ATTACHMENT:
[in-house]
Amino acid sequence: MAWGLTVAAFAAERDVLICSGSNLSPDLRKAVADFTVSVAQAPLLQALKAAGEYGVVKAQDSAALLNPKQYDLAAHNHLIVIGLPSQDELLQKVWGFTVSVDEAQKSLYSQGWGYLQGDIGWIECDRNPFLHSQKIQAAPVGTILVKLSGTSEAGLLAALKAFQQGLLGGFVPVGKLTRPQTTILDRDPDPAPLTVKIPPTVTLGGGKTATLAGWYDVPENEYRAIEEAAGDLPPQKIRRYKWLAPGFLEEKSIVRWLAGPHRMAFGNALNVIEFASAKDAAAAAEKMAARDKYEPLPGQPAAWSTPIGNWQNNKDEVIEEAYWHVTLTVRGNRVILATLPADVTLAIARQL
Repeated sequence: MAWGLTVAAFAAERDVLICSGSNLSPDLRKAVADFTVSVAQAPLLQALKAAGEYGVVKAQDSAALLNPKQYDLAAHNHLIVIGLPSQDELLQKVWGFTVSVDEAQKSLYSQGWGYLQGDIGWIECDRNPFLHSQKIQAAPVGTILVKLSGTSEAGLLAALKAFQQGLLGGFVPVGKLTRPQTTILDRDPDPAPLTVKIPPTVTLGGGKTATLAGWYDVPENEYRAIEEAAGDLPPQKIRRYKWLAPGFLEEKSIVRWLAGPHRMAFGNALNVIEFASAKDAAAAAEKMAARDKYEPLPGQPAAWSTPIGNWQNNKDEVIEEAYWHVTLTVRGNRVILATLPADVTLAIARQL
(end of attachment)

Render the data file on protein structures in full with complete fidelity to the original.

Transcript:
[in-house]
Amino acid sequence: MAWGLTVAAFAAERDVLICSGSNLSPDLRKAVADFTVSVAQAPLLQALKAAGEYGVVKAQDSAALLNPKQYDLAAHNHLIVIGLPSQDELLQKVWGFTVSVDEAQKSLYSQGWGYLQGDIGWIECDRNPFLHSQKIQAAPVGTILVKLSGTSEAGLLAALKAFQQGLLGGFVPVGKLTRPQTTILDRDPDPAPLTVKIPPTVTLGGGKTATLAGWYDVPENEYRAIEEAAGDLPPQKIRRYKWLAPGFLEEKSIVRWLAGPHRMAFGNALNVIEFASAKDAAAAAEKMAARDKYEPLPGQPAAWSTPIGNWQNNKDEVIEEAYWHVTLTVRGNRVILATLPADVTLAIARQL
Repeated sequence: MAWGLTVAAFAAERDVLICSGSNLSPDLRKAVADFTVSVAQAPLLQALKAAGEYGVVKAQDSAALLNPKQYDLAAHNHLIVIGLPSQDELLQKVWGFTVSVDEAQKSLYSQGWGYLQGDIGWIECDRNPFLHSQKIQAAPVGTILVKLSGTSEAGLLAALKAFQQGLLGGFVPVGKLTRPQTTILDRDPDPAPLTVKIPPTVTLGGGKTATLAGWYDVPENEYRAIEEAAGDLPPQKIRRYKWLAPGFLEEKSIVRWLAGPHRMAFGNALNVIEFASAKDAAAAAEKMAARDKYEPLPGQPAAWSTPIGNWQNNKDEVIEEAYWHVTLTVRGNRVILATLPADVTLAIARQL